Meeting - Week 9
10/15 and 10/22

NO CLASS 0 FALL RECESS

 

 

Meeting - Week 10
10/24 and 10/26

Discussion of Chapter 13 Social and Emotional Development of Preschoolers

Observe an entire classroom of preschool-age children.  Watch for examples of the social and emotional development reviewed in chapter 13

Observation and Reflection: Write a descption of each of the following behaviors you observe: Altruistic, Empathy, Aggression, Nonaggressive behaviors.  What interventions would you use to promote good social emotional development in your classroom?

Meeting Week 11
10/31 and 11/2

Discussion of Chapter 14 Physical Growth and Motor Development in the Primary Years

Observe a classroom of first, second or third- graders.  Take notes on the diversity of stature and activity level of the children

Observation and Reflection: To what degree did children' height and weight vary?  Did you observe cultural or gender differences in stature?  How well were children able to sit still and attend to classroom activities?  To what degree did motor development vary?  What cultural or gender differences in abilities did you observe?

Meeting Week 12
11/7 and 11/9

Discussion of Chapter 14 Cognition and Schooling

Ask a primary-grade child to make a map of the school, the home or neighborhood.  As the child draws, ask about the locations and objects depicted on the map, the distances between places, and other map space questions

Observaton and Reflection: How would you assess the child's performance in map-making?  In what ways was the child'g map different from the way an adult might draw?  Was the map drawn to scale?  Were landmarks depicted?  Which details were included in the map?  Which important langmarks were omitted?  Whan can you conclude about the development o map space in children of this age?

Meeting Week 13
11/14 and 11/16

Discussion of Chapter 16, Language, Literacy and Schooling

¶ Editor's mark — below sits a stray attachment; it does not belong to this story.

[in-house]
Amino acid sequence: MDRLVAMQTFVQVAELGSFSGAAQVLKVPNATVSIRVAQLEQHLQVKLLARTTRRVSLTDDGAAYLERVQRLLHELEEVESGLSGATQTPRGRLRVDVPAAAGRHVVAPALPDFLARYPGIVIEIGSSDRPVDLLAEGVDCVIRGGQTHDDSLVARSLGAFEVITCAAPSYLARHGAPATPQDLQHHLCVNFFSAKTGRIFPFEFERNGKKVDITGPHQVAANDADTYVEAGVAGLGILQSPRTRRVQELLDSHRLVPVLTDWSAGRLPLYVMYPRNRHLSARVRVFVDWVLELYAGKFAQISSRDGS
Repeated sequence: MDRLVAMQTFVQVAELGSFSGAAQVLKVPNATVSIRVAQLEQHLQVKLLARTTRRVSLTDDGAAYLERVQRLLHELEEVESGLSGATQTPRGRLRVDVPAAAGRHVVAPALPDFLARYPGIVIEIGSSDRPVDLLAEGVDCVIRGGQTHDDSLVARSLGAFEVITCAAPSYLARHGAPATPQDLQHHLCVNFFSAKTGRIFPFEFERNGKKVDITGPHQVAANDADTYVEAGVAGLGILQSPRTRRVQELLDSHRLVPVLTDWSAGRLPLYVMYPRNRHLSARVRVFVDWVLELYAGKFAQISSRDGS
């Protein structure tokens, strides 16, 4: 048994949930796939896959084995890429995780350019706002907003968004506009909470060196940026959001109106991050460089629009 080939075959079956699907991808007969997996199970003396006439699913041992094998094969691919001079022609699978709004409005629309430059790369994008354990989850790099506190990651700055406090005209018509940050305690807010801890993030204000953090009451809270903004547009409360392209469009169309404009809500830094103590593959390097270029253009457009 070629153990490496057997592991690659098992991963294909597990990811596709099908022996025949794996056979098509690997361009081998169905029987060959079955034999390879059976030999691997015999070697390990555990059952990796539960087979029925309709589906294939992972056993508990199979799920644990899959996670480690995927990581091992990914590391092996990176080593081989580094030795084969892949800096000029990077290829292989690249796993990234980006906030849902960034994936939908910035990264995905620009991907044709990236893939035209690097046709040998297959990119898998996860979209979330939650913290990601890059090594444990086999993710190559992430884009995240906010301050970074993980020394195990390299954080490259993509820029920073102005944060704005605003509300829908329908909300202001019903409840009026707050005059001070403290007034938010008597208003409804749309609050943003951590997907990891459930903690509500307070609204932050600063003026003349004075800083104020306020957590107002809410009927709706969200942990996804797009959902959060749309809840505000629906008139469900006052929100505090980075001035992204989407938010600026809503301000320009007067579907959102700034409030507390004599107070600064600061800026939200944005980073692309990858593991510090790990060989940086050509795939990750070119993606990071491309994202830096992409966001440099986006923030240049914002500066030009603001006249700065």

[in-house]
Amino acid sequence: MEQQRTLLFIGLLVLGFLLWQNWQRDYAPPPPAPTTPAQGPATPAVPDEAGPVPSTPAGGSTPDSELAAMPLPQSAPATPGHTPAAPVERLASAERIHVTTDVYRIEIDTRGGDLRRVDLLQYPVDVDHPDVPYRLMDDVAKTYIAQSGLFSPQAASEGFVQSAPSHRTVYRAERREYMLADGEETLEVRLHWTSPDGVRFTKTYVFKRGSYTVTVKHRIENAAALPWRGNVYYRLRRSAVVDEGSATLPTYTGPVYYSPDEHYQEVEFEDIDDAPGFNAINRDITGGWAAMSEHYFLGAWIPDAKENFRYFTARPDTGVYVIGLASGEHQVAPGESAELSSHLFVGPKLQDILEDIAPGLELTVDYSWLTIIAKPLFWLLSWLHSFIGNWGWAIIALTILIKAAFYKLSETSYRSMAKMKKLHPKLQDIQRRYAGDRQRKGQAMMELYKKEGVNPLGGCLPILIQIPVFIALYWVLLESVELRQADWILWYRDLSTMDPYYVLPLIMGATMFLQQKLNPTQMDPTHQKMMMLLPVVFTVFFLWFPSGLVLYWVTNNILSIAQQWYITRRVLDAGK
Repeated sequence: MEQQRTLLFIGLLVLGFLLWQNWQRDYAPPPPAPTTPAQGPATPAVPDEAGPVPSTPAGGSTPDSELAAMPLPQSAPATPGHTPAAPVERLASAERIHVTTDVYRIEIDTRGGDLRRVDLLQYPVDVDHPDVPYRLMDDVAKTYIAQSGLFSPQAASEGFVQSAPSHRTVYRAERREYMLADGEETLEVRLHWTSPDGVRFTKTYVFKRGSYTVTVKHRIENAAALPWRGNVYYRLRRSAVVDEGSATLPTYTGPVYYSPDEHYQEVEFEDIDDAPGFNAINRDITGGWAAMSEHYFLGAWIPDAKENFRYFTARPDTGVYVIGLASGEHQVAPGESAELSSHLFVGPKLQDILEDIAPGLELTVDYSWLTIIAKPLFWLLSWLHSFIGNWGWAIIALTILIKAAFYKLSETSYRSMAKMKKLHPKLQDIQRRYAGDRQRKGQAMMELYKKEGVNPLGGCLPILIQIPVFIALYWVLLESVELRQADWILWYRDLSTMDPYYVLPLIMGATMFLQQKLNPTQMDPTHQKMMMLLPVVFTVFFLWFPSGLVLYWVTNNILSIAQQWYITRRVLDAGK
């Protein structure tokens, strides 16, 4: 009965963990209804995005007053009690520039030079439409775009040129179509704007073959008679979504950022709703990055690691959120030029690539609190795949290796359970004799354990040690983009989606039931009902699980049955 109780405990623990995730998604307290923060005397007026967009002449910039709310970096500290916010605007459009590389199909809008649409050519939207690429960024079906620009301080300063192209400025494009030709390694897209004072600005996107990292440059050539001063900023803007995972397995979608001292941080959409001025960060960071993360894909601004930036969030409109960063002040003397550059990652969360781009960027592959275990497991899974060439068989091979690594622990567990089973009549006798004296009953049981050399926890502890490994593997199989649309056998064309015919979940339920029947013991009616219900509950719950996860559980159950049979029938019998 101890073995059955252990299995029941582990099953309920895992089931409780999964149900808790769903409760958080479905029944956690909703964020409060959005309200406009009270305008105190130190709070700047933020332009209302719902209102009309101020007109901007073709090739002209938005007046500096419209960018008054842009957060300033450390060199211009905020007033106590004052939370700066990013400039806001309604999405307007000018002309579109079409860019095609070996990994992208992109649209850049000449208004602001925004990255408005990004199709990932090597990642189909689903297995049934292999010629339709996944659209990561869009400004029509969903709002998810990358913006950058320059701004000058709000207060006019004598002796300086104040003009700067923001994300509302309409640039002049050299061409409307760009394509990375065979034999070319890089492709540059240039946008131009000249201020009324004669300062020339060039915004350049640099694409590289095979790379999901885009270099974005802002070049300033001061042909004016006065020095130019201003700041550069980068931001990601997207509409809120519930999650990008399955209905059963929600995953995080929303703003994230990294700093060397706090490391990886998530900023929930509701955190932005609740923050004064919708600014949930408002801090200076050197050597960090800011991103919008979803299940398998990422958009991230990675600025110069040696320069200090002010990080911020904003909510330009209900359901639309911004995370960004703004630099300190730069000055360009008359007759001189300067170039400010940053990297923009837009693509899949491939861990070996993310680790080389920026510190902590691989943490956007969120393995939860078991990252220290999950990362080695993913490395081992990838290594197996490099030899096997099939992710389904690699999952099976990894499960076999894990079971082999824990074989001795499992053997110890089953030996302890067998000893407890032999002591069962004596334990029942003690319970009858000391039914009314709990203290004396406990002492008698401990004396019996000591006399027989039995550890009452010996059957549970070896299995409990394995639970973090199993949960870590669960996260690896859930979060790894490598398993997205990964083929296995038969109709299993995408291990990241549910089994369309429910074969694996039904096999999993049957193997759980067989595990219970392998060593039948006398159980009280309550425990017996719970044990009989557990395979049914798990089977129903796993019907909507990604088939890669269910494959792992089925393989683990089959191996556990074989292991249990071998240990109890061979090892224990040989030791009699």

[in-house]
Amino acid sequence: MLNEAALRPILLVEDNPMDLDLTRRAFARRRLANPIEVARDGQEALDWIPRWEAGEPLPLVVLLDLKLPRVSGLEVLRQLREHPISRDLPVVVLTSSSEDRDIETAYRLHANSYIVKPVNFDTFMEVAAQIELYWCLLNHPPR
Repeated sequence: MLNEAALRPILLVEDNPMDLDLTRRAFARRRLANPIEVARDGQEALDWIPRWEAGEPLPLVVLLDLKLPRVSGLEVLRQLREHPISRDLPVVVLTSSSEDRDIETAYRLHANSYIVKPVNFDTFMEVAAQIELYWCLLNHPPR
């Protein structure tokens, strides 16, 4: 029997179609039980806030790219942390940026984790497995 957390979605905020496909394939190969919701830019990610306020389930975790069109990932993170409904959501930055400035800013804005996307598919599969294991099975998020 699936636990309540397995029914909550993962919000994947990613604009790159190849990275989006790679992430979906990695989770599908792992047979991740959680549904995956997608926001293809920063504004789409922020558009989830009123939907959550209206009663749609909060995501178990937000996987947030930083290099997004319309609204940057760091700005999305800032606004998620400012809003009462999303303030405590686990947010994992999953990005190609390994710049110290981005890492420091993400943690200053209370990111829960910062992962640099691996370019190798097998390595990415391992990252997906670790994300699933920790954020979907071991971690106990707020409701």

Observe social language and literacy of two children in a classroom

Observaton and Reflection: Language: Were the children effective in communicating with and persuading peers?  Were both children equally competent in language-to-peers?  What examples did you observe in the rules of school language?  Did the two children use polite, formal language?  Were they effective in asking or answering questions in class?  What differences did you observe?
Literacy:  What stage of writing do you believe each child to be in and what evidence supports your decision?  What stage of reading do you believe each child to be in and what evidence supports your decision?  What correlations did you observe between each child's language and literacy development?

Meeting Week 14
11/21 No class 11/23

Discussion of Chapter 17 Social and Emotional Development in the Primary Years

Observe primary-age children interacting in a classroom or playground.  Make careful notes.

Observation and Reflection: What evidence did you use to identify social acceptance of rejection?  What evidence did you use to identify competence? What evidence did you use to identify moral self worth?  What evidence did you use to identify control?  If you interviewed the teacher, do you think she/he would support your speculations?  What further evidence might you need to make more accurate assessments?  What interventions might you use in your classroom for supporting positive peer relationships?

Meeting Week 15
11/28 and 11/30

Discussion of Chapter 18: Parents, Families and Children: A Multicultural Perspective